This allows manufacturers to take a look at the frequency and importance of failure. But frequency and importance don’t always go hand-in-hand. So, while we might see that the most common reason for screw failure can be attributed to postoperative infection or failure to employ stress analysis in the design stage, Pareto Analysis allows us to prioritize efforts on the most important and costly issues; in this case, material choice and design. (See Exhibits 1 and 2.)
BONEZONE: Circling back to your prior comments, how does this apply to validation and product development?
McCloy: Product development is a continuous decision-making process. Trade-offs are made along the way to balance cost, manufacturability and quality. The idea is that the product is not over- or under-designed. For example, is it required that we construct the implant from titanium, or will a less-costly material allow us to meet quality and cost targets? Pareto Analysis allows us to assign weights to the severity of failures. In this scenario, Pareto Analysis allows us to quantifiably measure the ramifications if the device fails as a result of not using titanium.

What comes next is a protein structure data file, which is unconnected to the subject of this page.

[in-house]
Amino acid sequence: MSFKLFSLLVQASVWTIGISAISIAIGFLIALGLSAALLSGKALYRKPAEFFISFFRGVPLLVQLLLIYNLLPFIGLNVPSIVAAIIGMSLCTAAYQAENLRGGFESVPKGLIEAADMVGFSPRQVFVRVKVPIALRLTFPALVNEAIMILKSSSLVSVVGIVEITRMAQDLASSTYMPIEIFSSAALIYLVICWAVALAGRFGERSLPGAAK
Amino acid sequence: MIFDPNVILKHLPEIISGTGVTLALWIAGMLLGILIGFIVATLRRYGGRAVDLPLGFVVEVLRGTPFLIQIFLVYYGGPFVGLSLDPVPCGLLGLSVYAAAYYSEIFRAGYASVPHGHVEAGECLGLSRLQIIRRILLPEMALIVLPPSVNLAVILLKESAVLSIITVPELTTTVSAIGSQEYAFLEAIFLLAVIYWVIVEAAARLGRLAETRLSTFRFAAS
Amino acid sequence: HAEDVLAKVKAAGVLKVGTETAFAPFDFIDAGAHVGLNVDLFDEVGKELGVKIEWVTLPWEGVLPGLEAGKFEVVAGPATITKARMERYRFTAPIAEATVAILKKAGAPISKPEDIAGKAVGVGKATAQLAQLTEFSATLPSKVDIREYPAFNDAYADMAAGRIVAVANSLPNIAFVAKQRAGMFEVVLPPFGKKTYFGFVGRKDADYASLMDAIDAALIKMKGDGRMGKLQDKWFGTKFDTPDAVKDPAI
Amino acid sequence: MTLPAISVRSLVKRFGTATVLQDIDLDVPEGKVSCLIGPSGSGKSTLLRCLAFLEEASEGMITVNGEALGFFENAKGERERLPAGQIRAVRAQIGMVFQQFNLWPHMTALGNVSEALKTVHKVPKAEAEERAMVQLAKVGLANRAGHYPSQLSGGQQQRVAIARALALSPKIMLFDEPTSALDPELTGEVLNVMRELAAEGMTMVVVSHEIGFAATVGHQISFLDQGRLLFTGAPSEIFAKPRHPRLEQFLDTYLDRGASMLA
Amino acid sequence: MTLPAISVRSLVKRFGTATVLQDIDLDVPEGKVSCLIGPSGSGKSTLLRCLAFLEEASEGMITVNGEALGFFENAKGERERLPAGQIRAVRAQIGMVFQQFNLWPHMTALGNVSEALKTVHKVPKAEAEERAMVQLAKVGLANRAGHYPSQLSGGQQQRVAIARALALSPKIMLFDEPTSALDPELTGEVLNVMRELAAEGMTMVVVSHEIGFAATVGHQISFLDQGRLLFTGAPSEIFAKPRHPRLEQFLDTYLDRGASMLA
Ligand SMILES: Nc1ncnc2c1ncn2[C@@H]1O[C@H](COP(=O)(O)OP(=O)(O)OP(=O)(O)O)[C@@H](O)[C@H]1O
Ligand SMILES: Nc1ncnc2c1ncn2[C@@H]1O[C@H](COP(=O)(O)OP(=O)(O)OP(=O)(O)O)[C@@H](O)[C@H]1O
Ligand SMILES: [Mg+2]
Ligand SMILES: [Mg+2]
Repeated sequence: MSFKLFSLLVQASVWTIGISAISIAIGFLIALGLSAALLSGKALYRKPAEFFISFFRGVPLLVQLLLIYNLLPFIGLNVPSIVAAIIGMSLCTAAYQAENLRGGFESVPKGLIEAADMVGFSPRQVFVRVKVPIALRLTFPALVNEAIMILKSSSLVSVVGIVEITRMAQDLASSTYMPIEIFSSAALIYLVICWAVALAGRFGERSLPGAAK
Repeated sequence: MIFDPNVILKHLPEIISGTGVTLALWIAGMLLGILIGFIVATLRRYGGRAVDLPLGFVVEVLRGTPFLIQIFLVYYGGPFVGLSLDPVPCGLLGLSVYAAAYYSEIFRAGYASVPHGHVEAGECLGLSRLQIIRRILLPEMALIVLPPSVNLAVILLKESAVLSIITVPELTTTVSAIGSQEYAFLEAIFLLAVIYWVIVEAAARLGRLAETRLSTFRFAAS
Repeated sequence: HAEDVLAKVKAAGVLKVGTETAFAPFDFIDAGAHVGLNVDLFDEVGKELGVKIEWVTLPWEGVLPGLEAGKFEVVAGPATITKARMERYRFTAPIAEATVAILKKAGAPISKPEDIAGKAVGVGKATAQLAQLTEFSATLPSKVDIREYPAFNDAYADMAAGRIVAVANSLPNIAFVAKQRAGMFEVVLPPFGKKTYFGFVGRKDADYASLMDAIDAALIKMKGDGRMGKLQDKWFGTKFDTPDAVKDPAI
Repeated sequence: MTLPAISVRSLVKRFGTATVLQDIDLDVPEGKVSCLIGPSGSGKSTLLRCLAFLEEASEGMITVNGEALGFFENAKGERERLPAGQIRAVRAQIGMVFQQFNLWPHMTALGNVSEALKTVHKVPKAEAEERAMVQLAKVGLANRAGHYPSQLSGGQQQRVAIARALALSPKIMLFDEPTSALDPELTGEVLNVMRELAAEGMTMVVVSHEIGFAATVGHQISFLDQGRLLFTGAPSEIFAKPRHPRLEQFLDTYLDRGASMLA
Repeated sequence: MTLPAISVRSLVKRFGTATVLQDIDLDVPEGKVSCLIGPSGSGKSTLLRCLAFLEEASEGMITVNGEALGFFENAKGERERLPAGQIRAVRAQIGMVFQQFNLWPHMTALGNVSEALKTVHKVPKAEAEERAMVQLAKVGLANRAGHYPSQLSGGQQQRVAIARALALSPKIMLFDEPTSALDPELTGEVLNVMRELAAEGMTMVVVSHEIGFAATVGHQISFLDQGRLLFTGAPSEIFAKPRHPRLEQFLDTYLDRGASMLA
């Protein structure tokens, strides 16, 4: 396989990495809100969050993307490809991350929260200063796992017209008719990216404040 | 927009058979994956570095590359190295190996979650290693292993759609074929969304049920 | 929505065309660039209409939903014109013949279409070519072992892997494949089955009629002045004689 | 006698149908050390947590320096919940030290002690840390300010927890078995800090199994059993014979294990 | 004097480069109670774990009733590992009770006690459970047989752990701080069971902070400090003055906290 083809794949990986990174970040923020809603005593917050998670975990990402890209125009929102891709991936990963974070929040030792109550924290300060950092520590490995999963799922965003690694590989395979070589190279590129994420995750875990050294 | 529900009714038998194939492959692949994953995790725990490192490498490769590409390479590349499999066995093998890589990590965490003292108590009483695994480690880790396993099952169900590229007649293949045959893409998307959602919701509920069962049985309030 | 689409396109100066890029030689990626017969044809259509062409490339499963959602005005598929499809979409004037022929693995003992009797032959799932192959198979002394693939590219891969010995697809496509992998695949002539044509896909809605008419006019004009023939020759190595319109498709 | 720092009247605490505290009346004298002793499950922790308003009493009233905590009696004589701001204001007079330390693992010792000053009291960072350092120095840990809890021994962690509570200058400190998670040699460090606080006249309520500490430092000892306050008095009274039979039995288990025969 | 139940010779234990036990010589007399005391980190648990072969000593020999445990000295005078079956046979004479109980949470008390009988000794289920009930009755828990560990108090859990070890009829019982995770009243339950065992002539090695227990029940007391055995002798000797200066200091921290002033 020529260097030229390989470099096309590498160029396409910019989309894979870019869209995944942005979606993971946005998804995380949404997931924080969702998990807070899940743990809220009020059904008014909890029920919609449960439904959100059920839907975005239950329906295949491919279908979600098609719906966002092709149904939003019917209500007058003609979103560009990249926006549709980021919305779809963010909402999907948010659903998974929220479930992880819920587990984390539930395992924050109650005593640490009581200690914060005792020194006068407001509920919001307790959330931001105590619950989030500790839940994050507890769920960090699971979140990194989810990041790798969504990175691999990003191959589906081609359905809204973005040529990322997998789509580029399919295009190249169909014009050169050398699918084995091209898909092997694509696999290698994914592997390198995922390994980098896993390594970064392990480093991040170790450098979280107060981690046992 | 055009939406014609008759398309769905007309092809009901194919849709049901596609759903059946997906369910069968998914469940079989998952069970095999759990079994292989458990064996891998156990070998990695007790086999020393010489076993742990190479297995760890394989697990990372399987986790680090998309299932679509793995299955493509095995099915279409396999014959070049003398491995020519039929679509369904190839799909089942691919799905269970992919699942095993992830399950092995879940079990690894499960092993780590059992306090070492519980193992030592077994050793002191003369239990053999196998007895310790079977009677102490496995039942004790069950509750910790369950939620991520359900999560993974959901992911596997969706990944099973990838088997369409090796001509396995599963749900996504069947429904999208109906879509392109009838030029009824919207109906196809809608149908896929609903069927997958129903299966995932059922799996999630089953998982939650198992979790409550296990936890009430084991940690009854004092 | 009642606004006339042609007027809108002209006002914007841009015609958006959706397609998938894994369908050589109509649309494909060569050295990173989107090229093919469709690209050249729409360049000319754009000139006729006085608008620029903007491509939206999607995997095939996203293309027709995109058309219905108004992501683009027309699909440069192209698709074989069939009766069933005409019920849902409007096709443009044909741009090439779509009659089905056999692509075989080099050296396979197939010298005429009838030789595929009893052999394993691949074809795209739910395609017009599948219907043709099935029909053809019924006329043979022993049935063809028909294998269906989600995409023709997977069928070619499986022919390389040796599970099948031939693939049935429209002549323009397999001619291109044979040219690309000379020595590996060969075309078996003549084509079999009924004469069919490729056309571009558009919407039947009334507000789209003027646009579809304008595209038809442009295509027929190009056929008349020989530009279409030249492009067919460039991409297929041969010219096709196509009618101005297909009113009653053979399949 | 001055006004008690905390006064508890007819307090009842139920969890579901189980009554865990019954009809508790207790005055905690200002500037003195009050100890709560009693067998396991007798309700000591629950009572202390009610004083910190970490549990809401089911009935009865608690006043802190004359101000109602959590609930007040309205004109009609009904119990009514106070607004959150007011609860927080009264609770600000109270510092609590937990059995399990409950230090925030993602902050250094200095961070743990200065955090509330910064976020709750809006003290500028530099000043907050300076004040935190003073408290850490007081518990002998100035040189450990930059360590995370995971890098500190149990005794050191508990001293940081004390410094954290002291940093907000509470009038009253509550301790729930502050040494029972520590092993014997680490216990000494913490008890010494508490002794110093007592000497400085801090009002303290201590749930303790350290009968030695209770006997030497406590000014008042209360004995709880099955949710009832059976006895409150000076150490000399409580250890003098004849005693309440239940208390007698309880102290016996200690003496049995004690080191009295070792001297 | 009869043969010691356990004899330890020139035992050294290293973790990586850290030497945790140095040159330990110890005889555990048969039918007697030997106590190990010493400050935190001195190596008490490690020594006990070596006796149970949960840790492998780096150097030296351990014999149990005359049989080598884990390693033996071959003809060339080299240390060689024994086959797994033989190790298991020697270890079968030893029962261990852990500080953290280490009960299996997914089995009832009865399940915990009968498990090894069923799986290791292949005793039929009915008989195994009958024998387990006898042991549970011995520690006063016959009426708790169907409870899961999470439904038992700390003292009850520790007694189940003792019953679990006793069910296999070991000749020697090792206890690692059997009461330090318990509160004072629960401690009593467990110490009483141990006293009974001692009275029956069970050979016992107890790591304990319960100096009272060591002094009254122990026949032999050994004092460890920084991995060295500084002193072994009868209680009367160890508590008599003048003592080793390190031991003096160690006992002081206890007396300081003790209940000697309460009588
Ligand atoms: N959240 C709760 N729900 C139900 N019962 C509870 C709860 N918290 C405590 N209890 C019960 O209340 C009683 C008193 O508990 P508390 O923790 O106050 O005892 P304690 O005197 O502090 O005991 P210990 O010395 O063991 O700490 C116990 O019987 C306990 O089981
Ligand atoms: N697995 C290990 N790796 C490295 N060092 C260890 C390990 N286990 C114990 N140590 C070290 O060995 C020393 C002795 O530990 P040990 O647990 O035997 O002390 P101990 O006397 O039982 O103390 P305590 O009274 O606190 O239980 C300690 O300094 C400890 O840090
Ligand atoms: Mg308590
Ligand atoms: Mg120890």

BONEZONE: What steps should engineers take when validating devices, using this method?
McCloy: Experience is the key—there’s no substitute for it. It’s also a good idea to have tests conducted by a disinterested third party; therefore, it’s often best to subcontract to an accredited, independent test lab.
BONEZONE: Many of our readers handle a portion of testing inhouse. In your experience, is there a mistake or a cautionary tale that you can provide to device companies when handling Pareto Analysis on their own?
McCloy: Pareto Analysis works best when not subjected to outside influences. In other words, one must enter into it objectively, allowing the data to speak for itself. Don’t allow preconceived conclusions or internal politics to corrupt the findings. I’ve said it before and I cannot emphasize it enough—the most frequent failures aren’t always the most important ones. This is why I recommend outsourcing to a disinterested third-party test lab.
BONEZONE: Why is this a smart tool to use?